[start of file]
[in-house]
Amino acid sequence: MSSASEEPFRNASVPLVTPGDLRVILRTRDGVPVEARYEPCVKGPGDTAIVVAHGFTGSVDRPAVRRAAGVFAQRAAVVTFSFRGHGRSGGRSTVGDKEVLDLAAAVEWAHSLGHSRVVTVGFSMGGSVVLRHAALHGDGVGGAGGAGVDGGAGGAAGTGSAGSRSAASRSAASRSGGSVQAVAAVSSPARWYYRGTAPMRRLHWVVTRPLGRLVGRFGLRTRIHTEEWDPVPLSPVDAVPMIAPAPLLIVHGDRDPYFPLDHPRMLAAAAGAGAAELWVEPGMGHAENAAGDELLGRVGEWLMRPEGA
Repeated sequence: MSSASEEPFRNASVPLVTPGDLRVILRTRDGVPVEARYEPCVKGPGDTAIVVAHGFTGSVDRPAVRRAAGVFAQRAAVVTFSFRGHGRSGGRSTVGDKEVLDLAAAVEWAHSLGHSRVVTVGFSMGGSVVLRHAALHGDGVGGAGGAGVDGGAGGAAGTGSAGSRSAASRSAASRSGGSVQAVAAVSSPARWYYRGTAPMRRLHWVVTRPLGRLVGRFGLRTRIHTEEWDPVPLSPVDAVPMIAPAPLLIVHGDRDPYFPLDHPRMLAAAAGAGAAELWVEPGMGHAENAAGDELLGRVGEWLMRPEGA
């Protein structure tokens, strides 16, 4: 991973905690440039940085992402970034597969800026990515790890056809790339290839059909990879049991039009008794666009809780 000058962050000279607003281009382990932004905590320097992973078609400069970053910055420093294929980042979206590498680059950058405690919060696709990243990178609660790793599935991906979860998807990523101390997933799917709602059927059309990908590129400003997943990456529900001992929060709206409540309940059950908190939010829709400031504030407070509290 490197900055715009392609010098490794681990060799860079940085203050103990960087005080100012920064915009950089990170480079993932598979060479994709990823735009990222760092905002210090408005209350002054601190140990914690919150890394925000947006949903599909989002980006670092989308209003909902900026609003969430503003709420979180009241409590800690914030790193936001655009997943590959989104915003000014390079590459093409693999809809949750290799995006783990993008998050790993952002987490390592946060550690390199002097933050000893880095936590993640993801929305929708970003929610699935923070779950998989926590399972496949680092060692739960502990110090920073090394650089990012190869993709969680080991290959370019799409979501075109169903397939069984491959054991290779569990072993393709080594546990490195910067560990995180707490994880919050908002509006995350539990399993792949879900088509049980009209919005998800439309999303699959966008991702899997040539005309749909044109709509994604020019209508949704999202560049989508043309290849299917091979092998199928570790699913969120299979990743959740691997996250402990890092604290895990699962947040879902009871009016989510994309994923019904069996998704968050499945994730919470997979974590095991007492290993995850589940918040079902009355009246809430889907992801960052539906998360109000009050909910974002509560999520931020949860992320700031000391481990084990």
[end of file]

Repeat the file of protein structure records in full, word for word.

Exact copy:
[in-house]
Amino acid sequence: MSSASEEPFRNASVPLVTPGDLRVILRTRDGVPVEARYEPCVKGPGDTAIVVAHGFTGSVDRPAVRRAAGVFAQRAAVVTFSFRGHGRSGGRSTVGDKEVLDLAAAVEWAHSLGHSRVVTVGFSMGGSVVLRHAALHGDGVGGAGGAGVDGGAGGAAGTGSAGSRSAASRSAASRSGGSVQAVAAVSSPARWYYRGTAPMRRLHWVVTRPLGRLVGRFGLRTRIHTEEWDPVPLSPVDAVPMIAPAPLLIVHGDRDPYFPLDHPRMLAAAAGAGAAELWVEPGMGHAENAAGDELLGRVGEWLMRPEGA
Repeated sequence: MSSASEEPFRNASVPLVTPGDLRVILRTRDGVPVEARYEPCVKGPGDTAIVVAHGFTGSVDRPAVRRAAGVFAQRAAVVTFSFRGHGRSGGRSTVGDKEVLDLAAAVEWAHSLGHSRVVTVGFSMGGSVVLRHAALHGDGVGGAGGAGVDGGAGGAAGTGSAGSRSAASRSAASRSGGSVQAVAAVSSPARWYYRGTAPMRRLHWVVTRPLGRLVGRFGLRTRIHTEEWDPVPLSPVDAVPMIAPAPLLIVHGDRDPYFPLDHPRMLAAAAGAGAAELWVEPGMGHAENAAGDELLGRVGEWLMRPEGA
């Protein structure tokens, strides 16, 4: 991973905690440039940085992402970034597969800026990515790890056809790339290839059909990879049991039009008794666009809780 000058962050000279607003281009382990932004905590320097992973078609400069970053910055420093294929980042979206590498680059950058405690919060696709990243990178609660790793599935991906979860998807990523101390997933799917709602059927059309990908590129400003997943990456529900001992929060709206409540309940059950908190939010829709400031504030407070509290 490197900055715009392609010098490794681990060799860079940085203050103990960087005080100012920064915009950089990170480079993932598979060479994709990823735009990222760092905002210090408005209350002054601190140990914690919150890394925000947006949903599909989002980006670092989308209003909902900026609003969430503003709420979180009241409590800690914030790193936001655009997943590959989104915003000014390079590459093409693999809809949750290799995006783990993008998050790993952002987490390592946060550690390199002097933050000893880095936590993640993801929305929708970003929610699935923070779950998989926590399972496949680092060692739960502990110090920073090394650089990012190869993709969680080991290959370019799409979501075109169903397939069984491959054991290779569990072993393709080594546990490195910067560990995180707490994880919050908002509006995350539990399993792949879900088509049980009209919005998800439309999303699959966008991702899997040539005309749909044109709509994604020019209508949704999202560049989508043309290849299917091979092998199928570790699913969120299979990743959740691997996250402990890092604290895990699962947040879902009871009016989510994309994923019904069996998704968050499945994730919470997979974590095991007492290993995850589940918040079902009355009246809430889907992801960052539906998360109000009050909910974002509560999520931020949860992320700031000391481990084990």